R.C. Landingham would like to forget last year.
The Pendleton bareback rider missed out on the National Finals Rodeo by one spot, finishing 16th in the standings and missing out on a trip to Las Vegas by $7,627.
“I don’t even want to talk about it,” Landingham said. “It was hard to watch all my buddies at the Finals. It’s a big stepping-stone in your career. From that, I’ve learned a lot about the mental aspect of the sport. I try not to worry about making the NFR, and that has made me a better rider.”
Landingham has had his ups and downs this season, but he recently solidified his position in the top 15.
Landingham went through a dry spell from June 24 until July 15-19 at the Snake River Stampede in Nampa, Idaho, where he picked up $1,344. He has been on a roll ever since.
“From June 24 to Nampa, I didn’t win a check,” he said. “Over the Fourth (of July) is the busiest time, and I didn’t win a cent.”
But the past two weeks tell a different tale. He has earned $21,793 since July 21, including big paydays in Cheyenne, Wyo., Spanish Fork, Utah, Great Falls, Mont., and Strathmore, Alberta.
Landingham, 23, is 11th in this year’s world bareback standings with $52,693 in earnings — about $15,000 more than Caine Riddle, who is holding on to 15th place by less than $1,000.
“I don’t look at anyone behind me, just who’s in front of me,” said “I do that, and I can make the finals in December.”
Sitting ahead of everyone in the bareback is Kaycee Feild of Spanish Fork, Utah. He has earned $130,892 this year. Out of the top 10 riders in the event through last week, three of them — Feild, No. 5 Bobby Mote and No. 8 Will Lowe — have a combined 10 world titles.
Landingham said there aren’t a lot of tutorials out on the road. In this sport, riders learn by watching.
“Everyone learns from everyone,” he said. “You don’t learn from them telling you things, but from watching them and seeing what they do. I’ve been around long enough that I’ve made a name for myself.”
Cowboys have until Sept. 30 to earn money toward the NFR. There is plenty of money to be won during the upcoming swing through the Northwest, which includes this week’s Farm-City Pro Rodeo in Hermiston, the Horse Heaven Round-Up in Kennewick in two weeks and the famed Pendleton Round-Up in mid-September.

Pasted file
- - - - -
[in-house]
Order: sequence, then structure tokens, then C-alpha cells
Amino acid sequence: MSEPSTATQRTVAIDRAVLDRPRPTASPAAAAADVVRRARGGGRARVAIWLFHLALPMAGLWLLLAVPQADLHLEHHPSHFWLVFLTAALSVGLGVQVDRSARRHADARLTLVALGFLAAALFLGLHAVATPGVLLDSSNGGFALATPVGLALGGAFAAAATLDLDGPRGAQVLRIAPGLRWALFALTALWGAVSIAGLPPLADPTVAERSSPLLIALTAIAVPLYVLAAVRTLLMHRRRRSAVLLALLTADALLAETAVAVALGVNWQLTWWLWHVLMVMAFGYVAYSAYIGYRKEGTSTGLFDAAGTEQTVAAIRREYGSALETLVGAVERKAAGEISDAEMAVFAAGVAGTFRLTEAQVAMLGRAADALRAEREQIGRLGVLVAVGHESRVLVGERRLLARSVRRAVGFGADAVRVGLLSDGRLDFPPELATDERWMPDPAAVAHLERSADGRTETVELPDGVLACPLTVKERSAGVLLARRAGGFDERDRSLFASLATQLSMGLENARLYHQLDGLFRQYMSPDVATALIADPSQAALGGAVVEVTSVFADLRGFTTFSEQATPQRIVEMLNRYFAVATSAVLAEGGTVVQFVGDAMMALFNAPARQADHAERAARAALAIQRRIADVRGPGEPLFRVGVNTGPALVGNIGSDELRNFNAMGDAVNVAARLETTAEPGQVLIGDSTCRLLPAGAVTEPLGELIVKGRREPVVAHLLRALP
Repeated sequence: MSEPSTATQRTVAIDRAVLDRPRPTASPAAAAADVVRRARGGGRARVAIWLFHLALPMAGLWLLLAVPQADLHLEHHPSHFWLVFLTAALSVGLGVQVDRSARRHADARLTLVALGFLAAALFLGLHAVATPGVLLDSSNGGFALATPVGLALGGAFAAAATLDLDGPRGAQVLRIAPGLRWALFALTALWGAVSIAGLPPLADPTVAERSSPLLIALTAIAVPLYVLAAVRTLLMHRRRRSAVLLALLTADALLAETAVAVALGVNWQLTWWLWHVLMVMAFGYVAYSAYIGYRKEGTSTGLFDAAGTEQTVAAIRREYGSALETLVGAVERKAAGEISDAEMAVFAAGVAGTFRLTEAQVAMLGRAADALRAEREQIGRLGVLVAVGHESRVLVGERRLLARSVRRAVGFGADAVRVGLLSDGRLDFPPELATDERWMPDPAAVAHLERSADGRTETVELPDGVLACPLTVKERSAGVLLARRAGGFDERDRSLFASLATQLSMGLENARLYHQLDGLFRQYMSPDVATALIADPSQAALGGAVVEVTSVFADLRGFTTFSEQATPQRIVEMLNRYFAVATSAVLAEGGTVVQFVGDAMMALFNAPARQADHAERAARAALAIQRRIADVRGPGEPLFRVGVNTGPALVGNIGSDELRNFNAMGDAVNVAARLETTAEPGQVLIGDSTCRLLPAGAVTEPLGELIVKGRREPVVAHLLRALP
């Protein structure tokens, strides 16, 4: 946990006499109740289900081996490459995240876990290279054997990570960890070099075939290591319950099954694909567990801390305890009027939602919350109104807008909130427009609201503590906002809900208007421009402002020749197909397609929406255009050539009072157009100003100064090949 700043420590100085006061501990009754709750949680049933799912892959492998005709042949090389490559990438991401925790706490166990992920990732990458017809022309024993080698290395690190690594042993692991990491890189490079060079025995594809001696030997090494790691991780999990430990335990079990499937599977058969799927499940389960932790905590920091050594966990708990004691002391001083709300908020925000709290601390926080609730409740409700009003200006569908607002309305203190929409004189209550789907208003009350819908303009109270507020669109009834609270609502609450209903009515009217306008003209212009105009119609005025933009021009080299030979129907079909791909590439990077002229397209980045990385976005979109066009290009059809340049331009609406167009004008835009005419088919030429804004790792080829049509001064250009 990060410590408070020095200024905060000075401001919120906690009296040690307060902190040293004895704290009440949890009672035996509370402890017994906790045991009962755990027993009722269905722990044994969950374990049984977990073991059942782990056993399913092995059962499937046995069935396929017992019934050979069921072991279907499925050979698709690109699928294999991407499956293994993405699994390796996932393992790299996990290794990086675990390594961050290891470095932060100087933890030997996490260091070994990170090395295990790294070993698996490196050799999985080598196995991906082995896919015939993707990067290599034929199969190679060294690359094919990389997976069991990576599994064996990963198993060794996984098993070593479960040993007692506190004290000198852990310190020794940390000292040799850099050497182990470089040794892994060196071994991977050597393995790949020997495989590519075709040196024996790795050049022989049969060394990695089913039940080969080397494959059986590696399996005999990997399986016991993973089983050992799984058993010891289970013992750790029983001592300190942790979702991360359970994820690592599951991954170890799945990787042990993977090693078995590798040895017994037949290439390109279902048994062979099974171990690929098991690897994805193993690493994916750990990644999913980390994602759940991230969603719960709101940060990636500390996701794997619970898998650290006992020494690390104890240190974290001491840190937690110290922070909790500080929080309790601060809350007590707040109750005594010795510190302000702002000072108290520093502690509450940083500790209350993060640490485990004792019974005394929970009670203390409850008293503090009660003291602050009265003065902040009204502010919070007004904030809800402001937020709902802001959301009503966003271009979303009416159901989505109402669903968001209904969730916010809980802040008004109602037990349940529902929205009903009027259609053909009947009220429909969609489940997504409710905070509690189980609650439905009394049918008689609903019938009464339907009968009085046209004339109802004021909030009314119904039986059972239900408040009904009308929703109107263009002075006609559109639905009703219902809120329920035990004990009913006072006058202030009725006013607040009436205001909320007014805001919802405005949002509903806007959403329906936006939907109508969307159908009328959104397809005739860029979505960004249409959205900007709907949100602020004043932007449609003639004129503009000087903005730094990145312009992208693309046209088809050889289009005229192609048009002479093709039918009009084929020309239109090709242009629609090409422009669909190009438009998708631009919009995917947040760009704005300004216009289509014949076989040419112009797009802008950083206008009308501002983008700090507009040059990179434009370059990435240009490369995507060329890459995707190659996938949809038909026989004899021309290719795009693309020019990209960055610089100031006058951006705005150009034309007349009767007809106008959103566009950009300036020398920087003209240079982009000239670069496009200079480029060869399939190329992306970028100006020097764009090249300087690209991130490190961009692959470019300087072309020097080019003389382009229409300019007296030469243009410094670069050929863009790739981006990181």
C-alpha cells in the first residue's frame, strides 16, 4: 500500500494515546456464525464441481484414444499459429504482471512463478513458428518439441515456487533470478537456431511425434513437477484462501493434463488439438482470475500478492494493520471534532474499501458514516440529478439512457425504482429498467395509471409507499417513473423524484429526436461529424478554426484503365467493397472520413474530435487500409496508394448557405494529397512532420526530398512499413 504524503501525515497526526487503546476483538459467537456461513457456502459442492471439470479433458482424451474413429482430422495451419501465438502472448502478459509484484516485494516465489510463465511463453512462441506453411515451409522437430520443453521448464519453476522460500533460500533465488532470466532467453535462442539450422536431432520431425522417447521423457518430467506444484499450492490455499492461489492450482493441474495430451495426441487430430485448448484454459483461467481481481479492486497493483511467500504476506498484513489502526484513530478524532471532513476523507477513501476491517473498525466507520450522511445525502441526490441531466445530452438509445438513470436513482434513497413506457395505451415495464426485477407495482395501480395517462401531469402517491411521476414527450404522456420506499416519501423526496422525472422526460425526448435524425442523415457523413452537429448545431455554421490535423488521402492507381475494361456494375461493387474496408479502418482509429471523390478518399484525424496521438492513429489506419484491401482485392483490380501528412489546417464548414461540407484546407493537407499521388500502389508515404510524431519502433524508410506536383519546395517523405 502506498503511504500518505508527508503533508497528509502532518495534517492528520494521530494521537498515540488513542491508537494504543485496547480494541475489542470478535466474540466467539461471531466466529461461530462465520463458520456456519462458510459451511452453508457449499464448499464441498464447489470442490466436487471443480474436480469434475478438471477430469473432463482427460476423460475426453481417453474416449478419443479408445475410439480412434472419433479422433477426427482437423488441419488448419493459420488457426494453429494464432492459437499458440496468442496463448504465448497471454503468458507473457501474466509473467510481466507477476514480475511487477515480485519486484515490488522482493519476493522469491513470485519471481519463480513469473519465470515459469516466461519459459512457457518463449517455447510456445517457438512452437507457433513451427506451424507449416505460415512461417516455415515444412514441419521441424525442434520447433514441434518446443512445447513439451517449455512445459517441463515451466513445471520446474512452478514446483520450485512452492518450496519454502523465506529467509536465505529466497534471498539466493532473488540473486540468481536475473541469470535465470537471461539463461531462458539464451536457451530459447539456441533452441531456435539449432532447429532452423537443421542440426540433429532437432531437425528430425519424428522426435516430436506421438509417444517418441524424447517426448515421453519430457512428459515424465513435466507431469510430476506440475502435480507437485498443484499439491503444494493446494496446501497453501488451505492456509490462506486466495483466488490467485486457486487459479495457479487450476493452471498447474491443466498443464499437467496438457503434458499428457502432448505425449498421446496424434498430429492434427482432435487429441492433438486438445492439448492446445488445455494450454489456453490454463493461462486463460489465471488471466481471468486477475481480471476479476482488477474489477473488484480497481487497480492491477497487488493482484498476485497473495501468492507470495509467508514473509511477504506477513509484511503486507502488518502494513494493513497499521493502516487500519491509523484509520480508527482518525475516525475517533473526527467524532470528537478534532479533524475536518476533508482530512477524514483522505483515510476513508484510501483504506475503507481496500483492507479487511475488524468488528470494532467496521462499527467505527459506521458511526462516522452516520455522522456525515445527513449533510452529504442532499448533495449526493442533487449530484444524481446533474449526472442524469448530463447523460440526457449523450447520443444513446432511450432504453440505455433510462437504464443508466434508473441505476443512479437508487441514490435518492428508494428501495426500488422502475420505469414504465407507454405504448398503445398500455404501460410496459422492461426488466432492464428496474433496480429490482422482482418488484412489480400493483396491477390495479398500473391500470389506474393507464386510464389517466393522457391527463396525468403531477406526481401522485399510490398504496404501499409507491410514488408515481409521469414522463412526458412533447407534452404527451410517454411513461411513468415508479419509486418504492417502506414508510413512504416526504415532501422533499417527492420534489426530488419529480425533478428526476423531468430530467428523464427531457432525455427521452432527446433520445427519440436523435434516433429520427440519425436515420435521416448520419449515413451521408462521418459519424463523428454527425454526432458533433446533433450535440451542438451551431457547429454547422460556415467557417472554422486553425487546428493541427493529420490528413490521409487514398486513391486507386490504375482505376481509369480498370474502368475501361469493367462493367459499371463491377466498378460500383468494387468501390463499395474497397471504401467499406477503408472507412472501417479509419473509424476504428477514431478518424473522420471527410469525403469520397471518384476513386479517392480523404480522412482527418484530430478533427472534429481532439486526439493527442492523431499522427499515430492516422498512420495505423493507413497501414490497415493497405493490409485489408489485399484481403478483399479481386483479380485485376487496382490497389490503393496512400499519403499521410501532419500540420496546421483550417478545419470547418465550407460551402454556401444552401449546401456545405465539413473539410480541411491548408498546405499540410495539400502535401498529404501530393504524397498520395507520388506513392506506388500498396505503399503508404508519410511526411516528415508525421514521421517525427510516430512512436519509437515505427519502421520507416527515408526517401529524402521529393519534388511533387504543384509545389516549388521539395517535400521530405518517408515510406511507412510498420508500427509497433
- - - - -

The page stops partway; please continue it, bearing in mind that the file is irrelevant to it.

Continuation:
Landingham is up tonight in Hermiston. Then it’s off to Omak and a couple of stops in Utah.
Landingham, a three-time national high school bareback champion and the 2009 College National Finals winner at Blue Mountain Community College, joined the Professional Rodeo Cowboys Association in ’09, riding mostly in the Northwest.
In 2010, he started branching out. At the time, he rode bulls and competed in bareback. He finished 32nd in the all-around world standings with $27,578 and 40th in the bareback, where he earned most of his money ($22,869).
He might have finished better had he had finished out the season, but there was a bull at RodeoHouston that had other ideas March 5, 2010.
“I fractured my back, broke three ribs, fractured my pelvis and scapula, had a collapsed lung and lacerated my liver,” said Landingham, who missed three months.
The 2011 season looked to be more promising. Landingham won a couple of rodeos before a car accident May 26 left him with a broken femur, tibia and fibula in his left leg and two bones in his right hand.
“They put in a metal rod, hip to ankle, and nine screws,” Landingham said.
Landingham gave up bull riding after the incident in Houston, but there was no way he would give up rodeo altogether.
“I’ve dreamed of being a world champion since I was a little kid,” he said. “Just taking it day by day. No sense looking at anything else.”
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